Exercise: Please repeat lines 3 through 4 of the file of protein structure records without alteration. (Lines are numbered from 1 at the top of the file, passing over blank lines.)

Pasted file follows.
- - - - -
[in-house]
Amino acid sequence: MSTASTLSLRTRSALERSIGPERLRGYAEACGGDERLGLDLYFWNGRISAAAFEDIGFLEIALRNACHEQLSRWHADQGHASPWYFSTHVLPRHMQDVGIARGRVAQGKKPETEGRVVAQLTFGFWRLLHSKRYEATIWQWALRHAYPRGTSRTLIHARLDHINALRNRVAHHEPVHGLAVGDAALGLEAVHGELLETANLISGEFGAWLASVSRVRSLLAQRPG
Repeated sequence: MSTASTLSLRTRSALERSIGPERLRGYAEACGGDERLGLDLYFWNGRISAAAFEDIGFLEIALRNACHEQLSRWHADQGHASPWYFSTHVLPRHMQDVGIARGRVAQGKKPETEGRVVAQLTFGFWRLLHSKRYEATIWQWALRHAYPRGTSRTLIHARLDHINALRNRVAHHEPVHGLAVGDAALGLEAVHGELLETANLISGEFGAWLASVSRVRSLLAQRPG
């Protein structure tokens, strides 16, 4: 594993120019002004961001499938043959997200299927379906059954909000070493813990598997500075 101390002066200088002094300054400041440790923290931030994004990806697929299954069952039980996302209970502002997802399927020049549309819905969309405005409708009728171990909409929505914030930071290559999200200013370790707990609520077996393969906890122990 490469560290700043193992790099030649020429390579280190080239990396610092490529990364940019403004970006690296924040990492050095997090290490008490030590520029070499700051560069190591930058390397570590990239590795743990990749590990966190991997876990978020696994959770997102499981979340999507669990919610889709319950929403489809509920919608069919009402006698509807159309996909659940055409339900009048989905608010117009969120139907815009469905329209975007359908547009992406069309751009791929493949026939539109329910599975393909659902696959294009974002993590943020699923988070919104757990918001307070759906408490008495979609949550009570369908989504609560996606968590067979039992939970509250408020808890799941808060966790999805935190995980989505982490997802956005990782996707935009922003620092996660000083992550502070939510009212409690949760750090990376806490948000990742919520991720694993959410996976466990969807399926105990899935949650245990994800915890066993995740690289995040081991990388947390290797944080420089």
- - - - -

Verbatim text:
Repeated sequence: MSTASTLSLRTRSALERSIGPERLRGYAEACGGDERLGLDLYFWNGRISAAAFEDIGFLEIALRNACHEQLSRWHADQGHASPWYFSTHVLPRHMQDVGIARGRVAQGKKPETEGRVVAQLTFGFWRLLHSKRYEATIWQWALRHAYPRGTSRTLIHARLDHINALRNRVAHHEPVHGLAVGDAALGLEAVHGELLETANLISGEFGAWLASVSRVRSLLAQRPG
């Protein structure tokens, strides 16, 4: 594993120019002004961001499938043959997200299927379906059954909000070493813990598997500075 101390002066200088002094300054400041440790923290931030994004990806697929299954069952039980996302209970502002997802399927020049549309819905969309405005409708009728171990909409929505914030930071290559999200200013370790707990609520077996393969906890122990 490469560290700043193992790099030649020429390579280190080239990396610092490529990364940019403004970006690296924040990492050095997090290490008490030590520029070499700051560069190591930058390397570590990239590795743990990749590990966190991997876990978020696994959770997102499981979340999507669990919610889709319950929403489809509920919608069919009402006698509807159309996909659940055409339900009048989905608010117009969120139907815009469905329209975007359908547009992406069309751009791929493949026939539109329910599975393909659902696959294009974002993590943020699923988070919104757990918001307070759906408490008495979609949550009570369908989504609560996606968590067979039992939970509250408020808890799941808060966790999805935190995980989505982490997802956005990782996707935009922003620092996660000083992550502070939510009212409690949760750090990376806490948000990742919520991720694993959410996976466990969807399926105990899935949650245990994800915890066993995740690289995040081991990388947390290797944080420089």